There are in my life those friendships that run deep and rich and pure and true. And I have done absolutely nothing to make them happen.
These are my “low-maintenance friendships.”
They are made up of people who are by no means the most important individuals in my life, nor do they expect or demand to be. But they are very often among those I have shared my most honest moments with. But how did this happen? How did they come to be? And what are the common, core elements at the heart of these enduring, intimate relationships?
1. Shared values, but not necessarily shared beliefs. Beliefs are ideas that we embrace as true. Values are ideals we strive to attain. Beliefs are the boundaries. Values are the propeller. Beliefs keep us in our personal bounds, but without shared values, we’re just a bunch of people fenced in together going nowhere. And believe me, I have known people who have shared my beliefs but have been some of the most labor-intensive relationships of my life.
2. They developed organically, not through scheduled activities. We may have met at a scheduled activity, but the friendship itself was developed outside of those limits. Personally. After hours. Over shared confidences.
3. They are in my life, but not the center of it. I know, understand, accept and expect that my low-maintenance friends have those in their lives far more important to them than me, and vice versa. And we’re okay with that. In fact, low-maintenance relationships do not measure or worry about self much at all. Which makes them all that much more endearing.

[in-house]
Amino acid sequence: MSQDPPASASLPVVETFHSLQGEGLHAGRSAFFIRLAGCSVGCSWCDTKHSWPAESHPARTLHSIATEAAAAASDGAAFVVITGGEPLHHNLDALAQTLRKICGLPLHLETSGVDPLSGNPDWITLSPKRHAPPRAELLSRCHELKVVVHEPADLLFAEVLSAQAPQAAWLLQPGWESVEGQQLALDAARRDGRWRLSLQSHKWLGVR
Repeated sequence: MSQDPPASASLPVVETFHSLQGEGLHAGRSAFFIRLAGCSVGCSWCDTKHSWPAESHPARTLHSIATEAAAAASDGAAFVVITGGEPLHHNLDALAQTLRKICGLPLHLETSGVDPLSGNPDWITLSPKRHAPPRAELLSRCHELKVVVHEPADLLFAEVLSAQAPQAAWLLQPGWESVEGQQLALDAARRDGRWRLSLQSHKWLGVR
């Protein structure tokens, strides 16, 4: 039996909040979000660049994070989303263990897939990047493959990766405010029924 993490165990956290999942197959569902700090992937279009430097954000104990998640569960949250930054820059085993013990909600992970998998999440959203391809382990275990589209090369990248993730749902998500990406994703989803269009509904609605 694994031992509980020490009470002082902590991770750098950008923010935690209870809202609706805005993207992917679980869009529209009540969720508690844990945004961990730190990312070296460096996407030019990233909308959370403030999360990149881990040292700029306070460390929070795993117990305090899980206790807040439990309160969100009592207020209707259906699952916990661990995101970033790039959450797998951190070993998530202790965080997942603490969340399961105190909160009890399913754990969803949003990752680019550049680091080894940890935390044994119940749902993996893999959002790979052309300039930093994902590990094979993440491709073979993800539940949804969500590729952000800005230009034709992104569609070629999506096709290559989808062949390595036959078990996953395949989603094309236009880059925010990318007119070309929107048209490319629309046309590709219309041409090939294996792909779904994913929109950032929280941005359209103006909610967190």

4. They give rather than reciprocate. A low-maintenance friend just gives in the way that they give and accepts the gifts without demanding that what is given matches what was received. Low-maintenance relationships don’t keep score.
5. They yield to “No thank you.” When one person in a low-maintenance relationship says “no thank you” to a gift or invitation, the other accepts it and leaves it at that. They do not insist on a reason or continue badgering and bullying. Or fret over why.
6. They hinge on trust. A trust that you can present yourself just as you are, the good and the bad, fully knowing that the other person may not love the bad, but despite this, they will continue loving you.
7. They are not propped up by rules and expectations. They reach up hoping for the best, but are grounded in reality. Low-maintenance relationships leave room for disappointment, but are not devastated by it.
8. They exist in the absence of jealousy. Those in low-maintenance friendships are truly happy for one another. And on the rare occasion they struggle to be, they keep their distance until they can get it together and not rain on the other person’s radiance. They are also not threatened by or slighted by that friend’s time or relationship with another. Some are closer than others and they all have their seasons. And they don’t fret when they see the leaves start to fall from time or distance. They trust spring will come again.
9. They keep in contact because they choose to, not out of obligation. They also don’t go into a tailspin when there isn’t an immediate response. They know that life is being lived, even when they are not there.
This piece first appeared on www.TheLauraBeckerBlog.com http://www.thelaurabeckerblog.com/2017/01/in...
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